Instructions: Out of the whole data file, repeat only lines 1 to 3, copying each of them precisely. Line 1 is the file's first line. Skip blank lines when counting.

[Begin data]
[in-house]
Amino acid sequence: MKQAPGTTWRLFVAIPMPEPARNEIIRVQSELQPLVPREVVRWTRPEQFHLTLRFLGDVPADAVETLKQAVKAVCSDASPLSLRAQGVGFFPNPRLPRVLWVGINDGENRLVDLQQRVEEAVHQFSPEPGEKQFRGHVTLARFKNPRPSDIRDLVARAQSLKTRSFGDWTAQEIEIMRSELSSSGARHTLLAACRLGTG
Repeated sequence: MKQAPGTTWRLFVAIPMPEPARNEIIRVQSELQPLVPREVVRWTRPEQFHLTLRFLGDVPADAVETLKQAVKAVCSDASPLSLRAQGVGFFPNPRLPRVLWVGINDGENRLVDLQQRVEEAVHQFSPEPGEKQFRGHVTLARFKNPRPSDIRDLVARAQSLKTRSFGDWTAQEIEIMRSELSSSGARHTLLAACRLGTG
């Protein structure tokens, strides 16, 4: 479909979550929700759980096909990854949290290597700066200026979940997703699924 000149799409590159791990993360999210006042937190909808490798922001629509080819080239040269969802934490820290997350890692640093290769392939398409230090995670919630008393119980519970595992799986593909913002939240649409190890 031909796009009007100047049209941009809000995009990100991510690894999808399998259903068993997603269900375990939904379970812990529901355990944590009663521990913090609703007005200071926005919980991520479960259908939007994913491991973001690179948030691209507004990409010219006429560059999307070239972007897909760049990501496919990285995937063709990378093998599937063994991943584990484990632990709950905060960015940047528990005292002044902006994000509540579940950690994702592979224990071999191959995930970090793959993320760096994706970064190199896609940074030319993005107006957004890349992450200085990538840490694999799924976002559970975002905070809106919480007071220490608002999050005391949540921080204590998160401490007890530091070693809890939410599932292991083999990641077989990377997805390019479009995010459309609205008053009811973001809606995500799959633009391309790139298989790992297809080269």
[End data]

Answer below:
[in-house]
Amino acid sequence: MKQAPGTTWRLFVAIPMPEPARNEIIRVQSELQPLVPREVVRWTRPEQFHLTLRFLGDVPADAVETLKQAVKAVCSDASPLSLRAQGVGFFPNPRLPRVLWVGINDGENRLVDLQQRVEEAVHQFSPEPGEKQFRGHVTLARFKNPRPSDIRDLVARAQSLKTRSFGDWTAQEIEIMRSELSSSGARHTLLAACRLGTG
Repeated sequence: MKQAPGTTWRLFVAIPMPEPARNEIIRVQSELQPLVPREVVRWTRPEQFHLTLRFLGDVPADAVETLKQAVKAVCSDASPLSLRAQGVGFFPNPRLPRVLWVGINDGENRLVDLQQRVEEAVHQFSPEPGEKQFRGHVTLARFKNPRPSDIRDLVARAQSLKTRSFGDWTAQEIEIMRSELSSSGARHTLLAACRLGTG